Learn Object-Oriented Java the Hard Way

Exercise 4: Fields in an Object

So far we have only looked at methods inside of objects. But most objects have variables inside them, too, called “fields” (or sometimes “instance variables”).

This program will illustrate accessing fields in an object.

Type up this code and save it in its own file, named as indicated.

1 public class TVActor {
2     String name;
3     String role;
4 }

Then type up this one and save it in the same folder as the first file.

 1 public class TVActorDriver {
 2     public static void main( String[] args ) {
 3         TVActor a = new TVActor();
 4         a.name = "Thomas Middleditch";
 5         a.role = "Richard Hendricks";
 7         TVActor b = new TVActor();
 8         b.name = "Martin Starr";
 9         b.role = "Bertram Gilfoyle";
11         TVActor c = new TVActor();
12         c.name = "Kumail Nanjiani";
13         c.role = "Dinesh Chugtai";
15         System.out.println( a.name + " played " + a.role );
16         System.out.println( b.name + " played " + b.role );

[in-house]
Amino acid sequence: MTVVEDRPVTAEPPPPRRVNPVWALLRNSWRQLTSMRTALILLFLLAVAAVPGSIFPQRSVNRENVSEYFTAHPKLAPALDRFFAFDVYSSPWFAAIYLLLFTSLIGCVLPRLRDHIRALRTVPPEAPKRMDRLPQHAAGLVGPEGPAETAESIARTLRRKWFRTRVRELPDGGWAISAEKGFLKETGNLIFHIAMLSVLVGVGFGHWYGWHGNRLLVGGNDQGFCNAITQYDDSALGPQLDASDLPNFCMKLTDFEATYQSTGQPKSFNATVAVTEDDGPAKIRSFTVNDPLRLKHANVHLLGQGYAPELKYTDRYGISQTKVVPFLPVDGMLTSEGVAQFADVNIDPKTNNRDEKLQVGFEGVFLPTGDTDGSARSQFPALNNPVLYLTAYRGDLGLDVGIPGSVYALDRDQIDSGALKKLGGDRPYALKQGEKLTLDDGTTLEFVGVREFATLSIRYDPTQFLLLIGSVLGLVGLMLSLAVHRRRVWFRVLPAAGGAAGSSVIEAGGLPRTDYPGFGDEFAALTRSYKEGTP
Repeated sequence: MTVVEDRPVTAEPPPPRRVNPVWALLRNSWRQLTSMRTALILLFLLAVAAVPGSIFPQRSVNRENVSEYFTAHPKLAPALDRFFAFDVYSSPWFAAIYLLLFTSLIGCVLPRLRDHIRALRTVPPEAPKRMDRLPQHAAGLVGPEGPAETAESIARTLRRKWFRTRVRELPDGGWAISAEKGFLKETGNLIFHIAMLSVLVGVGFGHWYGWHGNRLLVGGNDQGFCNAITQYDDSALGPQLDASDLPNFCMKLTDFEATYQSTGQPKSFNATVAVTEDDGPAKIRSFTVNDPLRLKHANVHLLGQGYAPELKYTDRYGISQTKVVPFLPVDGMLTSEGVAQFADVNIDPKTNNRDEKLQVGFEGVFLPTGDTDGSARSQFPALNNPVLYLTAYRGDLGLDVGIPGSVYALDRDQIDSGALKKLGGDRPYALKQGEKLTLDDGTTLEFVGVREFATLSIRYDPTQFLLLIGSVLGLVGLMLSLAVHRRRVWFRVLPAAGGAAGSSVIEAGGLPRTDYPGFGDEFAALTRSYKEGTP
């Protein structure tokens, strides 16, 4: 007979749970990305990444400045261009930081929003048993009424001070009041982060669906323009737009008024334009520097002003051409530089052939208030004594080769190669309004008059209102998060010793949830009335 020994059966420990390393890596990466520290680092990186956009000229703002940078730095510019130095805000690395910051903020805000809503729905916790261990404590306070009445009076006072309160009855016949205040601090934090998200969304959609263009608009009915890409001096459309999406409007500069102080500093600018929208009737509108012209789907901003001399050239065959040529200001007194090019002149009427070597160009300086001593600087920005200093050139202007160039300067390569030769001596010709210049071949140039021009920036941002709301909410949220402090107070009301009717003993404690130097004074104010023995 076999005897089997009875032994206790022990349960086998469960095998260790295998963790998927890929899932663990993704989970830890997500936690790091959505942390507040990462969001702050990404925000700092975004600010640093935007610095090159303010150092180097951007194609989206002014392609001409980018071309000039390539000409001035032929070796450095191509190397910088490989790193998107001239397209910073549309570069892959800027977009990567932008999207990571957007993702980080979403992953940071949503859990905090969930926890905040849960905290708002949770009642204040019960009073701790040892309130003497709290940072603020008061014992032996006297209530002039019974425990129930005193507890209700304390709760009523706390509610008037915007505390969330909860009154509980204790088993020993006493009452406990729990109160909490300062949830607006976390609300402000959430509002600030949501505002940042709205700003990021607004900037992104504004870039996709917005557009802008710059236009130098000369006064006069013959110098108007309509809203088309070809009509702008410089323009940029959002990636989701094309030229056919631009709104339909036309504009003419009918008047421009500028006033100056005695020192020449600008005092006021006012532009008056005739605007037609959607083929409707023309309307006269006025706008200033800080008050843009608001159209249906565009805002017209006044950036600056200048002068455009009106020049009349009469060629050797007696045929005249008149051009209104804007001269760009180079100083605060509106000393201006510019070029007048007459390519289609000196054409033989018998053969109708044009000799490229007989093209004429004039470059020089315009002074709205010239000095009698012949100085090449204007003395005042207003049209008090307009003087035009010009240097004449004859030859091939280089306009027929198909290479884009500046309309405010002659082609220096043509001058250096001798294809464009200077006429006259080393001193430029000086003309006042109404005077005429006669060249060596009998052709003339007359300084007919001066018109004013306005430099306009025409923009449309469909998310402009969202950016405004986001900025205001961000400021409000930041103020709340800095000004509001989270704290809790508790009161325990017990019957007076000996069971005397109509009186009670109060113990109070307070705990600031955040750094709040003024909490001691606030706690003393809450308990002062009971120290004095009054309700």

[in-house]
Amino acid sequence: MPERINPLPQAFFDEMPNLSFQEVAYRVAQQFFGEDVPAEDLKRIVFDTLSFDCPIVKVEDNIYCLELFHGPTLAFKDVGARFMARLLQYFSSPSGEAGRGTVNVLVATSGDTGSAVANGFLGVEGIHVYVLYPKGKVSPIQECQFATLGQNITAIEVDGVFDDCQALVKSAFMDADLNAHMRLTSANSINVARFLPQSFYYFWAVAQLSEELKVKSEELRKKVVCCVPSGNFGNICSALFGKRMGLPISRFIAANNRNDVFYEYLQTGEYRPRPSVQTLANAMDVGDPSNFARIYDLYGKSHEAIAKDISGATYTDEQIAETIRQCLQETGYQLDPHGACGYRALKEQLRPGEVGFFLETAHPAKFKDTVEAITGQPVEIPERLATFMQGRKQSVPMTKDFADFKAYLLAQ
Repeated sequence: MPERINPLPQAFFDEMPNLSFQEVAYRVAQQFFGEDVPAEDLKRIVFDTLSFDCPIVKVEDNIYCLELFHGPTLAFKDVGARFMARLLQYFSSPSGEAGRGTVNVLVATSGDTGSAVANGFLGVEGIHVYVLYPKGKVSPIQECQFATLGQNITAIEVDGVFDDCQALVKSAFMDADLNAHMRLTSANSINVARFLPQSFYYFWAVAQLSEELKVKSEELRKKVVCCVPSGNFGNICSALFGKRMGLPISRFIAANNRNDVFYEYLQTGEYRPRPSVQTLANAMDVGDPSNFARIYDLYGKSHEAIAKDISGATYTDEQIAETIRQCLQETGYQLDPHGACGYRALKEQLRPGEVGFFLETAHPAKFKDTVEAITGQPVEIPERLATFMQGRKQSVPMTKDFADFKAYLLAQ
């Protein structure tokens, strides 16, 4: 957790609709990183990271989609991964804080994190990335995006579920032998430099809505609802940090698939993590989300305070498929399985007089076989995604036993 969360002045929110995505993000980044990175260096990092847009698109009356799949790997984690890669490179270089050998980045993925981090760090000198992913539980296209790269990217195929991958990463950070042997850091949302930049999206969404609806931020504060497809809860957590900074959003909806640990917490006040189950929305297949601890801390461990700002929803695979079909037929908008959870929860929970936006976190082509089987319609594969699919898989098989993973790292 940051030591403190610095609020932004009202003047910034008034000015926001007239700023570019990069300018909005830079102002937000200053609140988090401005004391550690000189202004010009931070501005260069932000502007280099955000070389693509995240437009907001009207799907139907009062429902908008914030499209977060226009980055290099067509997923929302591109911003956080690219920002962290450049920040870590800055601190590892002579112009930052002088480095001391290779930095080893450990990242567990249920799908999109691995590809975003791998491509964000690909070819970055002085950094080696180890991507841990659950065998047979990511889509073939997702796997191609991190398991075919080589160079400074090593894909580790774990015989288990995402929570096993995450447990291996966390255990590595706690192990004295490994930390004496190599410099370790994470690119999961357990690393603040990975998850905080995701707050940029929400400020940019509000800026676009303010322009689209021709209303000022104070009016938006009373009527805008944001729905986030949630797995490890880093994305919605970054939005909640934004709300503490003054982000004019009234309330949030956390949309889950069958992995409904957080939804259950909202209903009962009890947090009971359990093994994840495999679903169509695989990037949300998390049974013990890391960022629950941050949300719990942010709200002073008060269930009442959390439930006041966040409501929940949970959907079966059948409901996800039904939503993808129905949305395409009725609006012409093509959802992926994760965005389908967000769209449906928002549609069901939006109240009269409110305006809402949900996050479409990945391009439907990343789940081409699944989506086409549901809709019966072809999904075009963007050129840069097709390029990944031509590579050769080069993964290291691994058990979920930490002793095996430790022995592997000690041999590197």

17         System.out.println( c.name + " played " + c.role );
18     }
19 }

Remember that you only need to compile the one file containing the main() method, though it is a good idea to test compiling each file as you finish it to make sure it’s correct before moving on.

What You Should See


So the class TVActor contains two instance variables, and they are both Strings. The first variable is called name and the second is called role.

They are called “instance” variables because each instance (copy) of the object gets its own copies of the variables.

That is, just after line 11 is over, there are three instances of the TVActor class created. public class TVActor makes a pattern or recipe or blueprint of sorts, and then line 3 actually sews together the clothing or cooks the recipe or builds the structure when it instantiates the object.

And so the instance named a has a copy of the name variable and a copy of the role variable. We can put values into a’s copies of these variables as shown on lines 4 and 5, though we’ll see later in the book that this is considered bad style.

Line 7 creates a second instance of the class, with its own copies of the instance variables.

And line 11 creates a third instance of the class, which also has its own copies of the variables. So by line 14, there are at least nine objects floating around in memory: three TVActor objects and six String objects (two per TVActor).

“Learn Object-Oriented Java the Hard Way” is ©2015–2016 Graham Mitchell